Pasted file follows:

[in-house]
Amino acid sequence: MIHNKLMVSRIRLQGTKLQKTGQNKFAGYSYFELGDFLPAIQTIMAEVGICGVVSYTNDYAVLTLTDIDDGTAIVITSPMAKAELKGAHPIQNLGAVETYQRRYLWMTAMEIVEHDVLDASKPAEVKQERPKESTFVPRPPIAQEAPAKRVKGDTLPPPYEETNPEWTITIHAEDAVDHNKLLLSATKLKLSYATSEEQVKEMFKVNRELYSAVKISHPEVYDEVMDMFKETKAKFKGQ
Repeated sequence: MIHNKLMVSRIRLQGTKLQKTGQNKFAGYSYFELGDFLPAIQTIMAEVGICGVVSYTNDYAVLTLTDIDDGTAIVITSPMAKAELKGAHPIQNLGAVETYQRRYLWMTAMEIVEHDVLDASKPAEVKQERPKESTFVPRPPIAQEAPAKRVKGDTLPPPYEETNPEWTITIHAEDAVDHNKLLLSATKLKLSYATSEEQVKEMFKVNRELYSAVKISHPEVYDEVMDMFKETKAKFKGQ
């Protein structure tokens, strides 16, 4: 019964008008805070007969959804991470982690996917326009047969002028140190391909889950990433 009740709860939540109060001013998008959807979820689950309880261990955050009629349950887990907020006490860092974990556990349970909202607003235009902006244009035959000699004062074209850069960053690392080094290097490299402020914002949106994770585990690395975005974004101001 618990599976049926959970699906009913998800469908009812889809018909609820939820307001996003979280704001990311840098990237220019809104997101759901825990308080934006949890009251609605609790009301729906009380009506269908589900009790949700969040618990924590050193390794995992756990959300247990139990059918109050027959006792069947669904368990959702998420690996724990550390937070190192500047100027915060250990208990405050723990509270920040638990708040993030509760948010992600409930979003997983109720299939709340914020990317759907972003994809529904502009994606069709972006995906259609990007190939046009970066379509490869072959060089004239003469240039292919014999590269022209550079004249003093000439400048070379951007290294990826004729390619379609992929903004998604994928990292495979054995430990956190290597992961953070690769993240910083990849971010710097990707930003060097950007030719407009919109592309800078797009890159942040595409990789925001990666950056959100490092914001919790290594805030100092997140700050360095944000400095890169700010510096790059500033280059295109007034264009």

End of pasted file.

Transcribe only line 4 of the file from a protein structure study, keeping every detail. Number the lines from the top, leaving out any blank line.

């Protein structure tokens, strides 16, 4: 019964008008805070007969959804991470982690996917326009047969002028140190391909889950990433 009740709860939540109060001013998008959807979820689950309880261990955050009629349950887990907020006490860092974990556990349970909202607003235009902006244009035959000699004062074209850069960053690392080094290097490299402020914002949106994770585990690395975005974004101001 618990599976049926959970699906009913998800469908009812889809018909609820939820307001996003979280704001990311840098990237220019809104997101759901825990308080934006949890009251609605609790009301729906009380009506269908589900009790949700969040618990924590050193390794995992756990959300247990139990059918109050027959006792069947669904368990959702998420690996724990550390937070190192500047100027915060250990208990405050723990509270920040638990708040993030509760948010992600409930979003997983109720299939709340914020990317759907972003994809529904502009994606069709972006995906259609990007190939046009970066379509490869072959060089004239003469240039292919014999590269022209550079004249003093000439400048070379951007290294990826004729390619379609992929903004998604994928990292495979054995430990956190290597992961953070690769993240910083990849971010710097990707930003060097950007030719407009919109592309800078797009890159942040595409990789925001990666950056959100490092914001919790290594805030100092997140700050360095944000400095890169700010510096790059500033280059295109007034264009």